Fabrication and Characterization of Reconstituted Silk Microgels for the Storage and Release of Small Molecules.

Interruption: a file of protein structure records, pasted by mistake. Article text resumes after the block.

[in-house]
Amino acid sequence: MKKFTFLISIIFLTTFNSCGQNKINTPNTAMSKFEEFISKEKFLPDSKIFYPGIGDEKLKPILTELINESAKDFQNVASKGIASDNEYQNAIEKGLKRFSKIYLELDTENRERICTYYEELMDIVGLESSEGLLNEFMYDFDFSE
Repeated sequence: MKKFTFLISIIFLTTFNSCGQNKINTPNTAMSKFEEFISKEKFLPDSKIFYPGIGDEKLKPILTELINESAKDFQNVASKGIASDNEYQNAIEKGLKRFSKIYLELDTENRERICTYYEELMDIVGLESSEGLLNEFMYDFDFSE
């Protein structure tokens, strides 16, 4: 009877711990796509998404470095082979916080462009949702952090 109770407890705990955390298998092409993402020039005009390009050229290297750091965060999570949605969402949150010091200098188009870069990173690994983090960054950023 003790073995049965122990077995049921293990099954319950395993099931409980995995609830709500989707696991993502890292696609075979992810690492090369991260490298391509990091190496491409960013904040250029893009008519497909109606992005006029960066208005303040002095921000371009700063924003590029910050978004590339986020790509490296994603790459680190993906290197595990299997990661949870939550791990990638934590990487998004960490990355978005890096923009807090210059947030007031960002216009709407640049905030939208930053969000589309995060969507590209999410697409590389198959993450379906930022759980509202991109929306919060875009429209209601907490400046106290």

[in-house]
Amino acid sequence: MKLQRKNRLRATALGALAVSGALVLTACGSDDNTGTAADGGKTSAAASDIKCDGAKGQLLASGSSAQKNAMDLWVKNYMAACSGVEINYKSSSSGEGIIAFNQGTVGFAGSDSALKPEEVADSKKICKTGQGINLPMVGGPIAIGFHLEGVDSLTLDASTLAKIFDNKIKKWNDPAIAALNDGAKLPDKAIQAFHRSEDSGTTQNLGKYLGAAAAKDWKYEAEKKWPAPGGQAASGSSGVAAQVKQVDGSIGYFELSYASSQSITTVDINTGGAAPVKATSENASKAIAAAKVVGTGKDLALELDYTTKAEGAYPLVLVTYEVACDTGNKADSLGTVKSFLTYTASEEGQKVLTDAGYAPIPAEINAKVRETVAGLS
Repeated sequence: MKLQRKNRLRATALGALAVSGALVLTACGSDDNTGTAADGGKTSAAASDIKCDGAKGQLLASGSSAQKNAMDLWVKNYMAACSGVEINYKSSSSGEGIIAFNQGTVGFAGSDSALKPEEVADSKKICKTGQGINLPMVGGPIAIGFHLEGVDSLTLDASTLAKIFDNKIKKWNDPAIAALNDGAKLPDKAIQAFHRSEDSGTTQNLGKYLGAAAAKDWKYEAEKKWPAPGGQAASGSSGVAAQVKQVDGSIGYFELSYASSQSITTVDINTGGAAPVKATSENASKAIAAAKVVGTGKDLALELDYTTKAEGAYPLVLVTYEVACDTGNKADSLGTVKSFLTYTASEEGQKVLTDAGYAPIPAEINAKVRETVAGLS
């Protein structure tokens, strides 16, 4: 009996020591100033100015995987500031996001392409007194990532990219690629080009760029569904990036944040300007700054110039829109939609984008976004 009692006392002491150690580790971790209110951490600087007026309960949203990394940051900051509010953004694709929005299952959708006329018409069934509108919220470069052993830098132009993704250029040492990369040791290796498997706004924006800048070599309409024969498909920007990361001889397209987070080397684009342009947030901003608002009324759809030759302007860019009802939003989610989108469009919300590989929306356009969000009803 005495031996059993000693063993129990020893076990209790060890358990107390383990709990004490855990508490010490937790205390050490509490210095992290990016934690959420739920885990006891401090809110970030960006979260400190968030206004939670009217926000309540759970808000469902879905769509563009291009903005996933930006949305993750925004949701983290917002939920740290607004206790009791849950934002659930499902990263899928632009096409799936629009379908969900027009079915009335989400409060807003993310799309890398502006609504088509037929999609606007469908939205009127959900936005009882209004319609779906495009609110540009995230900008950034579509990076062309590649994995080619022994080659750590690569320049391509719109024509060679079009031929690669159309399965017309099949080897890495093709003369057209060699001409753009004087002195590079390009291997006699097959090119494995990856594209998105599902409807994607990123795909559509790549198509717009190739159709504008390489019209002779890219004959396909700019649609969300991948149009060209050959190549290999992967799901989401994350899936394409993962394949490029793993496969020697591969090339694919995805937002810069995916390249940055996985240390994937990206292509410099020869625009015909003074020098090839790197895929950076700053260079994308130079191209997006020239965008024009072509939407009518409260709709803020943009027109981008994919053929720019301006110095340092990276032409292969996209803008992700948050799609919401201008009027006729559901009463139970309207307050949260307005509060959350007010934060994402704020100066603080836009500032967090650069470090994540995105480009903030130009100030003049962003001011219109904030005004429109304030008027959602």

Silk fibroin is a natural protein obtained from the Bombyx mori silkworm. In addition to being the key structural component in silkworm cocoons, it also has the propensity to self-assemble in vitro into hierarchical structures with desirable properties such as high levels of mechanical strength and robustness. Furthermore, it is an appealing biopolymer due to its biocompatability, low immunogenicity, and lack of toxicity, making it a prime candidate for biomedical material applications. Here, it is demonstrated that nanofibrils formed by reconstituted silk fibroin can be engineered into supramolecular microgels using a soft lithography-based microfluidic approach. Building on these results, a potential application for these protein microgels to encapsulate and release small molecules in a controlled manner is illustrated. Taken together, these results suggest that the tailored self-assembly of biocompatible and biodegradable silk nanofibrils can be used to generate functional micromaterials for a range of potential applications in the biomedical and pharmaceutical fields.